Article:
Archaeological curation remains beset by a problem of inefficiencies in coordinating narrowly-purposed professional and human resources towards broader, shared preservation and access goals for collections. Distinct bundles of disciplinary traditions and pressures that best serve the professionals, rather than a collection, have stymied our overall progression from shared contact to reaching full research and exhibition potential with most collections. The bundles' real persistence in archaeological curation needs to be more fully anticipated at all stages. The problem is less one of four competing visions than it is of failure to accede equal footing across four fully-developed and distinct professional incentive systems altogether impeding rather than fostering interdisciplinary collaboration (a role I will suggest for information researchers). The present research sought to investigate the problem of archaeological curation by asking and then examining where it happens. Provenance is the history of an object from the moment of its excavation to the present (often in a museum); provenance research, similarly, is the gathering of data from different points in time and their compilation in the form of a complete narrative. We in this study examine the provenance not of one object, but of collections that have arrived at the museum exhibition stage: where were they before the museum? What documentation accompanied? Expanding on the premise in the subtitle of Sullivan and Childs' 2003 book, 'from the field to the repository,' this study considered what kind of curation activities might occur at and between the multiple settings objects temporarily traverse, once excavated in a controlled archaeological dig, before being made accessible to researchers or the public. We identified four such settings based on museum accession records describing objects' provenance: an excavation site, conservation laboratory, curatorial repository, and exhibiting museum. This paper will focus exclusively on the latter two professional settings (those closest to the eventual presentation of object information to public audiences) articulating how the repository and the museum fulfil different roles in the path. This study takes an interest in professions and where they intersect, based on an understanding that archaeological curation is a complex and interdisciplinary endeavour. It will argue that successful collections management in archaeology will require members of four professions – but especially repositories and museums – to recognise how disciplinary data practices and norms impact the research potential and eventual public interaction with archaeological heritage. Information is lost at problematic points of data handoffs along the path from excavation to display. By comprehending exactly where archaeological curation work appears to break down, we can better position future information professionals to proactively address particular transition points. Improved artefact visibility and knowledge about their provenance will grow audiences and advocates for archaeological activities.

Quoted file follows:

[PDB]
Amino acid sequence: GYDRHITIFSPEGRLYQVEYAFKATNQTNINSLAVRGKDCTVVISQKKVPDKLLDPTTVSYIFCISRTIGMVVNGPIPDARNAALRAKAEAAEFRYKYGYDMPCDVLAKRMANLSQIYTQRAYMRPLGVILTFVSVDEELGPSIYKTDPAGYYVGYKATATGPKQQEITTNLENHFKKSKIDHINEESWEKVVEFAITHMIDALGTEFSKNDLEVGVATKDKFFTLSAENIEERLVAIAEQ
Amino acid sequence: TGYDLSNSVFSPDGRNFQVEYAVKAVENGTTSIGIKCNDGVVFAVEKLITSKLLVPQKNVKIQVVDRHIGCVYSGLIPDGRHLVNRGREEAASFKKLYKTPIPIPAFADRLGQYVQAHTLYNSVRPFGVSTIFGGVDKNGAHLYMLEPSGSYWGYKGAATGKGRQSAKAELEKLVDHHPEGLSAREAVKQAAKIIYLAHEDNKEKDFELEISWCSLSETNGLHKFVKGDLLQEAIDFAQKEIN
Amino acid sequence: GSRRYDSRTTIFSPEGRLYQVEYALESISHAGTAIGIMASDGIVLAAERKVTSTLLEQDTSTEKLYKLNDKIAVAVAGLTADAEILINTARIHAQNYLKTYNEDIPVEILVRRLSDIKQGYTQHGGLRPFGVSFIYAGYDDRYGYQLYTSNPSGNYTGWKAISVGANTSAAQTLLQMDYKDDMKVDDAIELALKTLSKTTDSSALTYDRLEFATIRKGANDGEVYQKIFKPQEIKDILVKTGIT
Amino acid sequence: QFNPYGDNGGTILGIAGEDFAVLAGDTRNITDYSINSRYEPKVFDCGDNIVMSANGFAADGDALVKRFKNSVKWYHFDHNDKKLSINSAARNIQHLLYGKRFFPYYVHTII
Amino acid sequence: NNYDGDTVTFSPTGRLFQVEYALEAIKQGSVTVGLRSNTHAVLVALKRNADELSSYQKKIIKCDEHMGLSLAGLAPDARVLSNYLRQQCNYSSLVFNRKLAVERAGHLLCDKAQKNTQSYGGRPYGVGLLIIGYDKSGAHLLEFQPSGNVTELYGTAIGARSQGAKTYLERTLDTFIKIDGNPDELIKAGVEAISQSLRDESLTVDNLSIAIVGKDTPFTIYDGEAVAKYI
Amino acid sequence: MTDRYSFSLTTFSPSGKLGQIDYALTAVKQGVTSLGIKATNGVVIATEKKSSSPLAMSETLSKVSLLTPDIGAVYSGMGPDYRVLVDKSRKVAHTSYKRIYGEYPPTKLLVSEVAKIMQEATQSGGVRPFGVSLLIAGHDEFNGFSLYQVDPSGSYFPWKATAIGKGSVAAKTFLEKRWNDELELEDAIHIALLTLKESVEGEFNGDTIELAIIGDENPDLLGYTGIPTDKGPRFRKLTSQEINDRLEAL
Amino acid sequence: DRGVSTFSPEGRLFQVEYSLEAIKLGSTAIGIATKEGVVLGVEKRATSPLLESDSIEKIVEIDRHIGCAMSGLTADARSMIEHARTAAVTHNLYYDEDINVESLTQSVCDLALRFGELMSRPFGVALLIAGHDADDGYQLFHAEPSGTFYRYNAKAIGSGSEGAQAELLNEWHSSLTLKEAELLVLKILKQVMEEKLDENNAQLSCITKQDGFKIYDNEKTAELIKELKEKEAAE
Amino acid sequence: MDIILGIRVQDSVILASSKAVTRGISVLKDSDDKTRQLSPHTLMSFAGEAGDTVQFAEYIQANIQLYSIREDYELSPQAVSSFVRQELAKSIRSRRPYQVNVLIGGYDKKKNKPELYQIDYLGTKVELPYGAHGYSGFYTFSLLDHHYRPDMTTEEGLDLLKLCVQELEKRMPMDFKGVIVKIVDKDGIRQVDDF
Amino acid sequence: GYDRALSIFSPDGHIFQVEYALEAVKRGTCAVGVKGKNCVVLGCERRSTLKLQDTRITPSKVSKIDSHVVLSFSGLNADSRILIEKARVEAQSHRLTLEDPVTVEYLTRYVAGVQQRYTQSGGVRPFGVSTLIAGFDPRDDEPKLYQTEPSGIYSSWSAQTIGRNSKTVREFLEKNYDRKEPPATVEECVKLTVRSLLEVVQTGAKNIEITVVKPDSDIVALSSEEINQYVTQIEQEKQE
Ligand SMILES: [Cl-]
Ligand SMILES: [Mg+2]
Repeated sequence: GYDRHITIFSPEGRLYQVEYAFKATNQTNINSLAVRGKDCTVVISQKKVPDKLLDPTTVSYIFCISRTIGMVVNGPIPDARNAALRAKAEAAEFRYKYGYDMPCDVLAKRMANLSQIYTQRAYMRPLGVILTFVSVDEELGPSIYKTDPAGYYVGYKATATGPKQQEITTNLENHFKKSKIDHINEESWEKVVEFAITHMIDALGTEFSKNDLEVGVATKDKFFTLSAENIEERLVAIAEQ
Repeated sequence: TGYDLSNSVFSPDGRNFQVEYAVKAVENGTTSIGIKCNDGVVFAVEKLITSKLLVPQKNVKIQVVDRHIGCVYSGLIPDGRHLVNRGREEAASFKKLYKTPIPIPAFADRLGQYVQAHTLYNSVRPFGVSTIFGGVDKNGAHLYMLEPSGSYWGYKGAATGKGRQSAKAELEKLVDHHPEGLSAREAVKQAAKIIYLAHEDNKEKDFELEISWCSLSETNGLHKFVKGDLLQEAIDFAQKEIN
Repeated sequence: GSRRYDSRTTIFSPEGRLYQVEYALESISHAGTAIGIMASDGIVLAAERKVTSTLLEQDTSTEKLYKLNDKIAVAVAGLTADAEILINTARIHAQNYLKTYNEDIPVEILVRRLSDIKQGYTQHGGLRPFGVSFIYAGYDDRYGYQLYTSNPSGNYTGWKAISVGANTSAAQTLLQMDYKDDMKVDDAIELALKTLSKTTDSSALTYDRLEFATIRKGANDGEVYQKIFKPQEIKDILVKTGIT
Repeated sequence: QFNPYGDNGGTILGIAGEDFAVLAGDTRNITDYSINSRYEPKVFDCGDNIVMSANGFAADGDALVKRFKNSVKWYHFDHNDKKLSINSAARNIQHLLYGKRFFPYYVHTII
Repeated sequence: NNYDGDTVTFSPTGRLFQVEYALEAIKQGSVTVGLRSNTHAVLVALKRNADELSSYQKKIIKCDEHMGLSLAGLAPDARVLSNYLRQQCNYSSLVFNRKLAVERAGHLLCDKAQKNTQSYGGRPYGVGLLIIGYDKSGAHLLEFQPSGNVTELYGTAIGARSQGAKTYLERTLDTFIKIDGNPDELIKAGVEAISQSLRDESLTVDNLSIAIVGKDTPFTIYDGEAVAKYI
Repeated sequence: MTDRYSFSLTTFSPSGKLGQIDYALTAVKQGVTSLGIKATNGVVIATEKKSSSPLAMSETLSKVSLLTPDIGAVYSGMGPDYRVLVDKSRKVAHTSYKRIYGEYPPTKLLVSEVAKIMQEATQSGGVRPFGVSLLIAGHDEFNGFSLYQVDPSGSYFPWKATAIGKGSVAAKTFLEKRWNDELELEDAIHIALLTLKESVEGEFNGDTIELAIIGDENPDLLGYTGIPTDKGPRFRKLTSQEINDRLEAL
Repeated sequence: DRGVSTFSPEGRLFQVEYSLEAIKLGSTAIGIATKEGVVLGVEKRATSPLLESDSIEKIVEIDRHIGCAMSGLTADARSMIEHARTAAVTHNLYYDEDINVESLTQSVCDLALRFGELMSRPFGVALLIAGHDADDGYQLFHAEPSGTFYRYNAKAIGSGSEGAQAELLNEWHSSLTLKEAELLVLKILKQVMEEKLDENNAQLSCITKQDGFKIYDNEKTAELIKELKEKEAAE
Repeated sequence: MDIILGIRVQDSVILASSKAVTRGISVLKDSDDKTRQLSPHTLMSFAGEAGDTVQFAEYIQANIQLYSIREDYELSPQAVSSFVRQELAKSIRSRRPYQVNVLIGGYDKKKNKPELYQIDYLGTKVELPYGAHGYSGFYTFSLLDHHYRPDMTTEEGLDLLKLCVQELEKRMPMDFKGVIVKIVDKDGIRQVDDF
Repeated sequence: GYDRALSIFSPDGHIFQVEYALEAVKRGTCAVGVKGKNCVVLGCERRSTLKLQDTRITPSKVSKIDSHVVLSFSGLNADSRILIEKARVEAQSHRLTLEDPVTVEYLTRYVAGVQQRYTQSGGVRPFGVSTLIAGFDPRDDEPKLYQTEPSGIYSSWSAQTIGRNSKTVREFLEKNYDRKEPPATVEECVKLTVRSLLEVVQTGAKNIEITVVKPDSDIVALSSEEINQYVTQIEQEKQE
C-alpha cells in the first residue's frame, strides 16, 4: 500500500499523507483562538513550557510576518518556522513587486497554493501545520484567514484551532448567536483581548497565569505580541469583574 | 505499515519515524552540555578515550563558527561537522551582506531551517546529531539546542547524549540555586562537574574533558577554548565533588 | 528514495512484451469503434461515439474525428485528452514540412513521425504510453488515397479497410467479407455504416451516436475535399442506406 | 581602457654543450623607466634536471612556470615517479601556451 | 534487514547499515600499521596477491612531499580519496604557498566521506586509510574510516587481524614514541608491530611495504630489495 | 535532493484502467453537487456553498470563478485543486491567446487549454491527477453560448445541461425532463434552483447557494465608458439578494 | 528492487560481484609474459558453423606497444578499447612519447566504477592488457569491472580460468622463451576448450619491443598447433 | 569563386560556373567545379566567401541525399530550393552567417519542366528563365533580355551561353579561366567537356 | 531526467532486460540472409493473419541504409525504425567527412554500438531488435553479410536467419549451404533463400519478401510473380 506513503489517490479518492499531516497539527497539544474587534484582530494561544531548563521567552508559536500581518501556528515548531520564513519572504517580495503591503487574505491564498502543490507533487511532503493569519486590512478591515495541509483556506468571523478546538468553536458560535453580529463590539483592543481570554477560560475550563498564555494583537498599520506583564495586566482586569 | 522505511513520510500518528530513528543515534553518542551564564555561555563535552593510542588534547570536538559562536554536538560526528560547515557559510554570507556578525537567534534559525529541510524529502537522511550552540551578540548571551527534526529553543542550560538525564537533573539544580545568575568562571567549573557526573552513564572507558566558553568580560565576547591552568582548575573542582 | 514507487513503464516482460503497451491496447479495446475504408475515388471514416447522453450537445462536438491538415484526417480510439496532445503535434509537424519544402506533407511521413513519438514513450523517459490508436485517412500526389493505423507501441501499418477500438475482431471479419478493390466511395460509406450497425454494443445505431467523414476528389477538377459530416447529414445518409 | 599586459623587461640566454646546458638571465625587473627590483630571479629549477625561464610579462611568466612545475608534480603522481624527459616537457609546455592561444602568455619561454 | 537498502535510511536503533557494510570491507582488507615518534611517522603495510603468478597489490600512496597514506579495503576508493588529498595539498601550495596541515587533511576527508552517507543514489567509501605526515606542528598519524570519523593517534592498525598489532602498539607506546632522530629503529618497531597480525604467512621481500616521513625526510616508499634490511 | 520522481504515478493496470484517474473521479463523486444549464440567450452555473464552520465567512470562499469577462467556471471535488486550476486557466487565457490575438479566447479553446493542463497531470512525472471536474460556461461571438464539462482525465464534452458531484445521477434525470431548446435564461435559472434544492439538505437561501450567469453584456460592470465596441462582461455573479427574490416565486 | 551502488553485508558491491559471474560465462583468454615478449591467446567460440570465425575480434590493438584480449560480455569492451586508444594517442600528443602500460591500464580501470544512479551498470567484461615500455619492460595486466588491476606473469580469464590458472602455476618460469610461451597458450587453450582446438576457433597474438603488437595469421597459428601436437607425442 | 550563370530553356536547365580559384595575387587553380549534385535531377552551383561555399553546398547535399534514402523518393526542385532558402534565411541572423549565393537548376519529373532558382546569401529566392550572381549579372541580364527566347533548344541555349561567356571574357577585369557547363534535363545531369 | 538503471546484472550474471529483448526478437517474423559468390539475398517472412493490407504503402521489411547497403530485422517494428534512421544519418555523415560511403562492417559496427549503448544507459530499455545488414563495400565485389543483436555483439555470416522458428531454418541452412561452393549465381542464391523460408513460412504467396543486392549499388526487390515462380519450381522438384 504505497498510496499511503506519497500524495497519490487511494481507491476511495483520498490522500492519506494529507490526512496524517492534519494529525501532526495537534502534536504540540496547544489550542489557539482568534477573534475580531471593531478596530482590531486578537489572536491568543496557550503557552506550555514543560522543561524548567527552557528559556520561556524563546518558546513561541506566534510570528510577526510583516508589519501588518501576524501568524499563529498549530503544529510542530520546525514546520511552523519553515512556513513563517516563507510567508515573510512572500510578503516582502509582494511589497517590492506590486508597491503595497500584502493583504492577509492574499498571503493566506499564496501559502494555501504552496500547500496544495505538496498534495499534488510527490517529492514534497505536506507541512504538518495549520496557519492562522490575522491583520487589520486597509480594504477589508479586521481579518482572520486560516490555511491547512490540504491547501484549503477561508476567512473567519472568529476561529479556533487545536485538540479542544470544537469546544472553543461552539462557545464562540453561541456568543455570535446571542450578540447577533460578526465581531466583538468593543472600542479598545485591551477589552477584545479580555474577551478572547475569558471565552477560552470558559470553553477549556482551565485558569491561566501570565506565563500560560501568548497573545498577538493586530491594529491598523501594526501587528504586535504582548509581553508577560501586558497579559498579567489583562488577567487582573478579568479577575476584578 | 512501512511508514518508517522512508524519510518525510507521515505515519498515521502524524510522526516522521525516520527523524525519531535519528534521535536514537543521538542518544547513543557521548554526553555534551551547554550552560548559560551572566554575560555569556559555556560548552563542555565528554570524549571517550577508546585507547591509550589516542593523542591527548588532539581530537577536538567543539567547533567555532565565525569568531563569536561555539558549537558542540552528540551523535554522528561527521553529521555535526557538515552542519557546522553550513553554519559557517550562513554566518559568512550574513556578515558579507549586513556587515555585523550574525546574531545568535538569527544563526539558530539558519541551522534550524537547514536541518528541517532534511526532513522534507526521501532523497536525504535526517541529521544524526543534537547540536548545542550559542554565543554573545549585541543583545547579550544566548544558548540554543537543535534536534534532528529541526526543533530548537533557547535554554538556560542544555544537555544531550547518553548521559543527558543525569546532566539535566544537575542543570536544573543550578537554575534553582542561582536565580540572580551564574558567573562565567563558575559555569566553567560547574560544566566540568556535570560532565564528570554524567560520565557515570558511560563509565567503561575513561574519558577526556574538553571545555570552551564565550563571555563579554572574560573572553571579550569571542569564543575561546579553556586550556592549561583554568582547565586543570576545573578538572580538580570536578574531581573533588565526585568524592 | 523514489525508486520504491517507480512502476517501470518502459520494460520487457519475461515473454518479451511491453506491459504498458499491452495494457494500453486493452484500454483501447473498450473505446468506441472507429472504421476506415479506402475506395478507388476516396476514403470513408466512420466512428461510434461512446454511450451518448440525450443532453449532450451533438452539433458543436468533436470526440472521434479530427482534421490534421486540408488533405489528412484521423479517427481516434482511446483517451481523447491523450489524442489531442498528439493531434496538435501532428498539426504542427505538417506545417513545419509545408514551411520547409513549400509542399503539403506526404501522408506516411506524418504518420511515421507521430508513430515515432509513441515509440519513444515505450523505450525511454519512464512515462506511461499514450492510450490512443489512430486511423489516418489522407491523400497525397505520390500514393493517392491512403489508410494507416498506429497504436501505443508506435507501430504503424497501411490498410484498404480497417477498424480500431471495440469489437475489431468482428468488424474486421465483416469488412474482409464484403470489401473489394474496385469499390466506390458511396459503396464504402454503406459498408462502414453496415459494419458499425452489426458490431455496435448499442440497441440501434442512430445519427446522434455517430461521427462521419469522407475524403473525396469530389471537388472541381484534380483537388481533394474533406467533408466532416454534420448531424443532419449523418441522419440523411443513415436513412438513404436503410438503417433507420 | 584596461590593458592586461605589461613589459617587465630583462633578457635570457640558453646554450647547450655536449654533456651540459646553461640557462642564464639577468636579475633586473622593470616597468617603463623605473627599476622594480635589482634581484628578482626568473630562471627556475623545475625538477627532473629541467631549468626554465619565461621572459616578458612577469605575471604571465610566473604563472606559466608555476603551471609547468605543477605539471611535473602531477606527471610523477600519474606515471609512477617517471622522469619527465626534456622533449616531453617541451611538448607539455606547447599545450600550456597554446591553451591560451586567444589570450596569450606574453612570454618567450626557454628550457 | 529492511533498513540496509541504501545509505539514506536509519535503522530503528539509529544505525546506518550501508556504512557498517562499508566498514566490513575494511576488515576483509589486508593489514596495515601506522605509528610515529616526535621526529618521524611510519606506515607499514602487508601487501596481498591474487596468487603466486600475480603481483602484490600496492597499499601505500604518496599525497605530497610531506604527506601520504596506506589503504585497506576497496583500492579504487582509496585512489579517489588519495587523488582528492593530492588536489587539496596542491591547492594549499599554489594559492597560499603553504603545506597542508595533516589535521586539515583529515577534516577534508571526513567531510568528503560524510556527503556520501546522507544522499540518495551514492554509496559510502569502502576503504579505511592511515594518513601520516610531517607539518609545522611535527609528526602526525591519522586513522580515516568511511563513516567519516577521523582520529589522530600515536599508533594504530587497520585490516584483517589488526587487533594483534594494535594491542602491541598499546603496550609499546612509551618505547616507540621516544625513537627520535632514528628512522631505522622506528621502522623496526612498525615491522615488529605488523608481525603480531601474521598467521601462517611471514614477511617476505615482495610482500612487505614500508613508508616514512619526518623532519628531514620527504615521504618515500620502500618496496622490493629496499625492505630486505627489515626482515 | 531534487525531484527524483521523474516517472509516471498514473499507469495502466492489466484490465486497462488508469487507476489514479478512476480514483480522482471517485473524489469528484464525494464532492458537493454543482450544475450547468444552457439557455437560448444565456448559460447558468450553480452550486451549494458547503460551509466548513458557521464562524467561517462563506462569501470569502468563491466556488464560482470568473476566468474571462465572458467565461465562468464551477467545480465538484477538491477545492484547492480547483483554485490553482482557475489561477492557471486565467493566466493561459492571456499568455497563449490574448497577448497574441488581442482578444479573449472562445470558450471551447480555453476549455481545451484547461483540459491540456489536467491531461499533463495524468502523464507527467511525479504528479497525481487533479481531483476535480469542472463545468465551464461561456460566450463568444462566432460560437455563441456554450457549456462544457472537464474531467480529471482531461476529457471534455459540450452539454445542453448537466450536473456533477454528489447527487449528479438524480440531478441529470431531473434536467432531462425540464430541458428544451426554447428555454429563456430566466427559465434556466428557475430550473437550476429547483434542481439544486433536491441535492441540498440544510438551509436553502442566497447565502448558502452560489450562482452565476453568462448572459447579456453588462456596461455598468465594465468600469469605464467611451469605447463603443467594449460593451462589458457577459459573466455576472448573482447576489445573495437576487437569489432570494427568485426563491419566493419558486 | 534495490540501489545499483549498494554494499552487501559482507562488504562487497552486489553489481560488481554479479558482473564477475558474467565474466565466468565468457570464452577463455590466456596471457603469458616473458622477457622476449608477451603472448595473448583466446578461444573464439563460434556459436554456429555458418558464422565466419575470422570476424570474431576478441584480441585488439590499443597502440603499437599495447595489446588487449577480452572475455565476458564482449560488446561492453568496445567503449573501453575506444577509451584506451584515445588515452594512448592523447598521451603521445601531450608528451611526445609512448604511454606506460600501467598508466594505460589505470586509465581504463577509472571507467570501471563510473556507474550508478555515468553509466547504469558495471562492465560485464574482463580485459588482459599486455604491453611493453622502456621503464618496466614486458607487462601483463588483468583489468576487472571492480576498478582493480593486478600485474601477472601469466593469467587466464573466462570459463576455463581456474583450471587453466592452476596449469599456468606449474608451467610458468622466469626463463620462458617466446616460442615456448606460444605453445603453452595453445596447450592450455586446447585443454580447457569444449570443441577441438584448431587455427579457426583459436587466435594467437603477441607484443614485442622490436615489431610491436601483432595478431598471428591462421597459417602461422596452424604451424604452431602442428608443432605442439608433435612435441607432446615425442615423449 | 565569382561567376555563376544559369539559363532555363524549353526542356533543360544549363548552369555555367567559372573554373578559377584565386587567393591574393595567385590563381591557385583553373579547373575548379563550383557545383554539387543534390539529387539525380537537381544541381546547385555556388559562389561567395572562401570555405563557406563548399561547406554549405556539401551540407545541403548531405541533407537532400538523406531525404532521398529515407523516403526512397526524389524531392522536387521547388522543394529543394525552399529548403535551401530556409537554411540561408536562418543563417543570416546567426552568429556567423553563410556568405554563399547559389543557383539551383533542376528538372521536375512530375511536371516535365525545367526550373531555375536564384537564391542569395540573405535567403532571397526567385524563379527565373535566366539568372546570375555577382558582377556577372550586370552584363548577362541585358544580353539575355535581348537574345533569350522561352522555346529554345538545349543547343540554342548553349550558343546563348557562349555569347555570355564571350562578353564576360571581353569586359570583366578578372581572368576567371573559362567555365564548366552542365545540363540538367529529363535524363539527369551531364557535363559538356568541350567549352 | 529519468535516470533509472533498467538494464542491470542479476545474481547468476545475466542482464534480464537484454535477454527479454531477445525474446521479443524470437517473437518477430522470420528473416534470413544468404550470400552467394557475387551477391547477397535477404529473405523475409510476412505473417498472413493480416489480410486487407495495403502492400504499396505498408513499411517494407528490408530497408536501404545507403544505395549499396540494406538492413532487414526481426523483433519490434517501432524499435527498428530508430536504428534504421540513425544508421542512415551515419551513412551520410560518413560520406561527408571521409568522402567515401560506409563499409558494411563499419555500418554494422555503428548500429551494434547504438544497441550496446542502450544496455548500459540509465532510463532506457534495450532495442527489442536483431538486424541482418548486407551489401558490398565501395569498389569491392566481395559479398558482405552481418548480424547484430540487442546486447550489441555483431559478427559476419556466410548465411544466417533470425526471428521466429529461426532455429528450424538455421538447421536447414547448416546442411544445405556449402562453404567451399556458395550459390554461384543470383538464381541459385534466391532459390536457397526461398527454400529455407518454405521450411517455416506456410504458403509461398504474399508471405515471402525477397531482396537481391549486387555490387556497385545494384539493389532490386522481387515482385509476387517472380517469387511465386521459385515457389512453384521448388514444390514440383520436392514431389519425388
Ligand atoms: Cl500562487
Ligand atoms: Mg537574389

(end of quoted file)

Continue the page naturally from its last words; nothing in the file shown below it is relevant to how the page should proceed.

Archaeological curators remain a loosely-networked scholarly community even though they shoulder significant responsibilities (see Watts, 2011, p. 3). In the absence of 'a professional organization of archaeological repositories' (Childs, personal communication 31 March 2016), we see that archaeologists and museum curators, two professions, are contesting the practice of curation (the care, protection, and preservation of archaeological collections) and attempting to claim it as their own. The boldest evidence on the archaeologists' side is by Sullivan and Childs (2003), who outline a practical framework for conducting curation as a faceted process, with hierarchical procedures meant to guide collections along the path from the field to the repository. Barker (2010, p. 300) and Pearce (1990) on the other hand argue that the collections care duties that museum curators carry out make archaeological curation their purview. Yet curation activities are in fact pervasive across both those professions as well as two others (conservators, and the fourth, which this study closely considers, are repository managers who are not in a museum setting). Figure 1 summarises the four communities involved in this practice and the activities for which each is responsible (the arrows, which depict data handoffs, are addressed in detail in the Discussion).
The next sections argue that archaeological curation is the assemblage of multiple systems of work, but instead of uniformly-trained curators fulfilling the responsibilities of curation, we have across the U.S. many people (most not identifying as curators) involved in object handling. The activities each of these participants perform may not even, in the end, constitute work products that a museum curator would find useful, but are rather done to meet short-term data processing goals in their discipline.